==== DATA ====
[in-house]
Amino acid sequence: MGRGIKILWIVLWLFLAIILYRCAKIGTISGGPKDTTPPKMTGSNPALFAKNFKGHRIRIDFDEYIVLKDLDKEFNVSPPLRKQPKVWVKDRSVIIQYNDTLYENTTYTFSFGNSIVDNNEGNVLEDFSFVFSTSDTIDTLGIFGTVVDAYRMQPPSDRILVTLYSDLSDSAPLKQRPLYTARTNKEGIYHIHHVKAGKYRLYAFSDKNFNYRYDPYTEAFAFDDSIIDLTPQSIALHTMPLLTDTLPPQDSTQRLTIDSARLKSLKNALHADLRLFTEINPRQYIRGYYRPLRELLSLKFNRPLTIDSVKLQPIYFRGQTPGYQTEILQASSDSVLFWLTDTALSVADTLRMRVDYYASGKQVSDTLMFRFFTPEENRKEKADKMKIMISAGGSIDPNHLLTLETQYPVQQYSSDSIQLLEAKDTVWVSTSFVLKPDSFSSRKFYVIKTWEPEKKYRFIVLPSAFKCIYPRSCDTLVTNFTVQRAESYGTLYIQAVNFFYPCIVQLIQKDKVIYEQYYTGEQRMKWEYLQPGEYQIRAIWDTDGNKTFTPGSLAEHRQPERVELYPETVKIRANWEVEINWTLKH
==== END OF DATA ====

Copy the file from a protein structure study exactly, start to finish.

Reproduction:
[in-house]
Amino acid sequence: MGRGIKILWIVLWLFLAIILYRCAKIGTISGGPKDTTPPKMTGSNPALFAKNFKGHRIRIDFDEYIVLKDLDKEFNVSPPLRKQPKVWVKDRSVIIQYNDTLYENTTYTFSFGNSIVDNNEGNVLEDFSFVFSTSDTIDTLGIFGTVVDAYRMQPPSDRILVTLYSDLSDSAPLKQRPLYTARTNKEGIYHIHHVKAGKYRLYAFSDKNFNYRYDPYTEAFAFDDSIIDLTPQSIALHTMPLLTDTLPPQDSTQRLTIDSARLKSLKNALHADLRLFTEINPRQYIRGYYRPLRELLSLKFNRPLTIDSVKLQPIYFRGQTPGYQTEILQASSDSVLFWLTDTALSVADTLRMRVDYYASGKQVSDTLMFRFFTPEENRKEKADKMKIMISAGGSIDPNHLLTLETQYPVQQYSSDSIQLLEAKDTVWVSTSFVLKPDSFSSRKFYVIKTWEPEKKYRFIVLPSAFKCIYPRSCDTLVTNFTVQRAESYGTLYIQAVNFFYPCIVQLIQKDKVIYEQYYTGEQRMKWEYLQPGEYQIRAIWDTDGNKTFTPGSLAEHRQPERVELYPETVKIRANWEVEINWTLKH